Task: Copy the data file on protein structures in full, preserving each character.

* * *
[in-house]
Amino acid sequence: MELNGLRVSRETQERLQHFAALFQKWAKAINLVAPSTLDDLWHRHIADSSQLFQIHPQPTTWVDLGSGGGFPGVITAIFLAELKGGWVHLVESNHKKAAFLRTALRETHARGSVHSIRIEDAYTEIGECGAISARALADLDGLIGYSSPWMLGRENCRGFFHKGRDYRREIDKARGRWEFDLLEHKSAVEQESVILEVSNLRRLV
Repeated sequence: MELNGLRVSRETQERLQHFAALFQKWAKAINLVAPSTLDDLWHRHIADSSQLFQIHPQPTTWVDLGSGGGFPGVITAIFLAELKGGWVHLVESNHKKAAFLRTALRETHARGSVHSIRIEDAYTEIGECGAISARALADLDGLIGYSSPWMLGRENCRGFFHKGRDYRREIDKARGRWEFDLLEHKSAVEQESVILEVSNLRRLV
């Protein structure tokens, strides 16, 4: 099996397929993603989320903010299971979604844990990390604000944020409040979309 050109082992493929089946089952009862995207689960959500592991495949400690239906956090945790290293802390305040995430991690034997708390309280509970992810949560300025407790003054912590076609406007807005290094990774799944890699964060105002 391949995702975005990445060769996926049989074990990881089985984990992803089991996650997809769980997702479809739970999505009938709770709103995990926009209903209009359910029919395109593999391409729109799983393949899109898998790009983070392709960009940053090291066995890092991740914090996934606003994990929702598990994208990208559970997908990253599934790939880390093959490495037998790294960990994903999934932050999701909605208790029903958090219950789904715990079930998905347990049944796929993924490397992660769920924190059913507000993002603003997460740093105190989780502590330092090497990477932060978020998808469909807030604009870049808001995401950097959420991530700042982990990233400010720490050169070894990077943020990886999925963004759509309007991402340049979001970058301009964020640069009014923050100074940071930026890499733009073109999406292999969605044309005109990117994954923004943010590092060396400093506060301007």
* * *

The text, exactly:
[in-house]
Amino acid sequence: MELNGLRVSRETQERLQHFAALFQKWAKAINLVAPSTLDDLWHRHIADSSQLFQIHPQPTTWVDLGSGGGFPGVITAIFLAELKGGWVHLVESNHKKAAFLRTALRETHARGSVHSIRIEDAYTEIGECGAISARALADLDGLIGYSSPWMLGRENCRGFFHKGRDYRREIDKARGRWEFDLLEHKSAVEQESVILEVSNLRRLV
Repeated sequence: MELNGLRVSRETQERLQHFAALFQKWAKAINLVAPSTLDDLWHRHIADSSQLFQIHPQPTTWVDLGSGGGFPGVITAIFLAELKGGWVHLVESNHKKAAFLRTALRETHARGSVHSIRIEDAYTEIGECGAISARALADLDGLIGYSSPWMLGRENCRGFFHKGRDYRREIDKARGRWEFDLLEHKSAVEQESVILEVSNLRRLV
């Protein structure tokens, strides 16, 4: 099996397929993603989320903010299971979604844990990390604000944020409040979309 050109082992493929089946089952009862995207689960959500592991495949400690239906956090945790290293802390305040995430991690034997708390309280509970992810949560300025407790003054912590076609406007807005290094990774799944890699964060105002 391949995702975005990445060769996926049989074990990881089985984990992803089991996650997809769980997702479809739970999505009938709770709103995990926009209903209009359910029919395109593999391409729109799983393949899109898998790009983070392709960009940053090291066995890092991740914090996934606003994990929702598990994208990208559970997908990253599934790939880390093959490495037998790294960990994903999934932050999701909605208790029903958090219950789904715990079930998905347990049944796929993924490397992660769920924190059913507000993002603003997460740093105190989780502590330092090497990477932060978020998808469909807030604009870049808001995401950097959420991530700042982990990233400010720490050169070894990077943020990886999925963004759509309007991402340049979001970058301009964020640069009014923050100074940071930026890499733009073109999406292999969605044309005109990117994954923004943010590092060396400093506060301007």